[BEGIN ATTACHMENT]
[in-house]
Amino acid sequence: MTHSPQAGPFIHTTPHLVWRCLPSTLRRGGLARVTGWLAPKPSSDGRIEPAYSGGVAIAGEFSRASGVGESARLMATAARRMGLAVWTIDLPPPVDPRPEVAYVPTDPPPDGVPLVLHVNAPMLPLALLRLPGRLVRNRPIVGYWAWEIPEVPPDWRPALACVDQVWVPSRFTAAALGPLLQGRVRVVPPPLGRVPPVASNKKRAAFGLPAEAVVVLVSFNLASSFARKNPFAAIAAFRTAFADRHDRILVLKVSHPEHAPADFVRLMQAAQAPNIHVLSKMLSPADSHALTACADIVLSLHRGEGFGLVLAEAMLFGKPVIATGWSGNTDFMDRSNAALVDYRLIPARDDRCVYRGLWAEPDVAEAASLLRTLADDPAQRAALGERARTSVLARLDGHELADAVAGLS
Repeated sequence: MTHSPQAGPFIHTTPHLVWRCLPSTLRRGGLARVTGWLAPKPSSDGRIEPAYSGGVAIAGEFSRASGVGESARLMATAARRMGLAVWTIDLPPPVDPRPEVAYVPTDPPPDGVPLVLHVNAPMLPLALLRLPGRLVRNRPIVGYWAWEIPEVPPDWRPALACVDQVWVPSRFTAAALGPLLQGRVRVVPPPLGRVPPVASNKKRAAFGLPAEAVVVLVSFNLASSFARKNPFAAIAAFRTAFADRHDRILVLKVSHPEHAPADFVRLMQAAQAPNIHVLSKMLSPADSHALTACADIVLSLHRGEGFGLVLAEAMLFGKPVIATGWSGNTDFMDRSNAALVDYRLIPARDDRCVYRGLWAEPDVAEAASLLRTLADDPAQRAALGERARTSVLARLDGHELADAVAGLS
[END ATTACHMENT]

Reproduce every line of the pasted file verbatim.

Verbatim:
[in-house]
Amino acid sequence: MTHSPQAGPFIHTTPHLVWRCLPSTLRRGGLARVTGWLAPKPSSDGRIEPAYSGGVAIAGEFSRASGVGESARLMATAARRMGLAVWTIDLPPPVDPRPEVAYVPTDPPPDGVPLVLHVNAPMLPLALLRLPGRLVRNRPIVGYWAWEIPEVPPDWRPALACVDQVWVPSRFTAAALGPLLQGRVRVVPPPLGRVPPVASNKKRAAFGLPAEAVVVLVSFNLASSFARKNPFAAIAAFRTAFADRHDRILVLKVSHPEHAPADFVRLMQAAQAPNIHVLSKMLSPADSHALTACADIVLSLHRGEGFGLVLAEAMLFGKPVIATGWSGNTDFMDRSNAALVDYRLIPARDDRCVYRGLWAEPDVAEAASLLRTLADDPAQRAALGERARTSVLARLDGHELADAVAGLS
Repeated sequence: MTHSPQAGPFIHTTPHLVWRCLPSTLRRGGLARVTGWLAPKPSSDGRIEPAYSGGVAIAGEFSRASGVGESARLMATAARRMGLAVWTIDLPPPVDPRPEVAYVPTDPPPDGVPLVLHVNAPMLPLALLRLPGRLVRNRPIVGYWAWEIPEVPPDWRPALACVDQVWVPSRFTAAALGPLLQGRVRVVPPPLGRVPPVASNKKRAAFGLPAEAVVVLVSFNLASSFARKNPFAAIAAFRTAFADRHDRILVLKVSHPEHAPADFVRLMQAAQAPNIHVLSKMLSPADSHALTACADIVLSLHRGEGFGLVLAEAMLFGKPVIATGWSGNTDFMDRSNAALVDYRLIPARDDRCVYRGLWAEPDVAEAASLLRTLADDPAQRAALGERARTSVLARLDGHELADAVAGLS